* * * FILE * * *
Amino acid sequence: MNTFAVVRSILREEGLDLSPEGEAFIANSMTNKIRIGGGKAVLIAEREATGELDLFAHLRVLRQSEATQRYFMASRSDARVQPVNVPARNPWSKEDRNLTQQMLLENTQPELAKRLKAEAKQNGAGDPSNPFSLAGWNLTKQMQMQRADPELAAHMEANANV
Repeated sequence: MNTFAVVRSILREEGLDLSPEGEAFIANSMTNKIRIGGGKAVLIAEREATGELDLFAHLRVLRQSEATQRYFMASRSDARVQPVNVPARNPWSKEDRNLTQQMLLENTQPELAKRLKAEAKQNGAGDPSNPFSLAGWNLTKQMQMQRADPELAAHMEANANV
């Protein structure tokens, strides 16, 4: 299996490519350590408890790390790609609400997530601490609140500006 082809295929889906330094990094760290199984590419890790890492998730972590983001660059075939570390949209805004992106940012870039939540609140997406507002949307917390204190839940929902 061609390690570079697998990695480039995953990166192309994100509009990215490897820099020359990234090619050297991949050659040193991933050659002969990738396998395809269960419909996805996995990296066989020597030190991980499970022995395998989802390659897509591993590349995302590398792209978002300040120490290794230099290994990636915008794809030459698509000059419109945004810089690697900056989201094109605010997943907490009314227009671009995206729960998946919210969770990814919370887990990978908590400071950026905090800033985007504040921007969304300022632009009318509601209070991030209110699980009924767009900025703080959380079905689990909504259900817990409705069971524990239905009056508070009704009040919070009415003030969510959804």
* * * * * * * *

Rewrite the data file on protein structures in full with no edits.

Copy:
Amino acid sequence: MNTFAVVRSILREEGLDLSPEGEAFIANSMTNKIRIGGGKAVLIAEREATGELDLFAHLRVLRQSEATQRYFMASRSDARVQPVNVPARNPWSKEDRNLTQQMLLENTQPELAKRLKAEAKQNGAGDPSNPFSLAGWNLTKQMQMQRADPELAAHMEANANV
Repeated sequence: MNTFAVVRSILREEGLDLSPEGEAFIANSMTNKIRIGGGKAVLIAEREATGELDLFAHLRVLRQSEATQRYFMASRSDARVQPVNVPARNPWSKEDRNLTQQMLLENTQPELAKRLKAEAKQNGAGDPSNPFSLAGWNLTKQMQMQRADPELAAHMEANANV
């Protein structure tokens, strides 16, 4: 299996490519350590408890790390790609609400997530601490609140500006 082809295929889906330094990094760290199984590419890790890492998730972590983001660059075939570390949209805004992106940012870039939540609140997406507002949307917390204190839940929902 061609390690570079697998990695480039995953990166192309994100509009990215490897820099020359990234090619050297991949050659040193991933050659002969990738396998395809269960419909996805996995990296066989020597030190991980499970022995395998989802390659897509591993590349995302590398792209978002300040120490290794230099290994990636915008794809030459698509000059419109945004810089690697900056989201094109605010997943907490009314227009671009995206729960998946919210969770990814919370887990990978908590400071950026905090800033985007504040921007969304300022632009009318509601209070991030209110699980009924767009900025703080959380079905689990909504259900817990409705069971524990239905009056508070009704009040919070009415003030969510959804």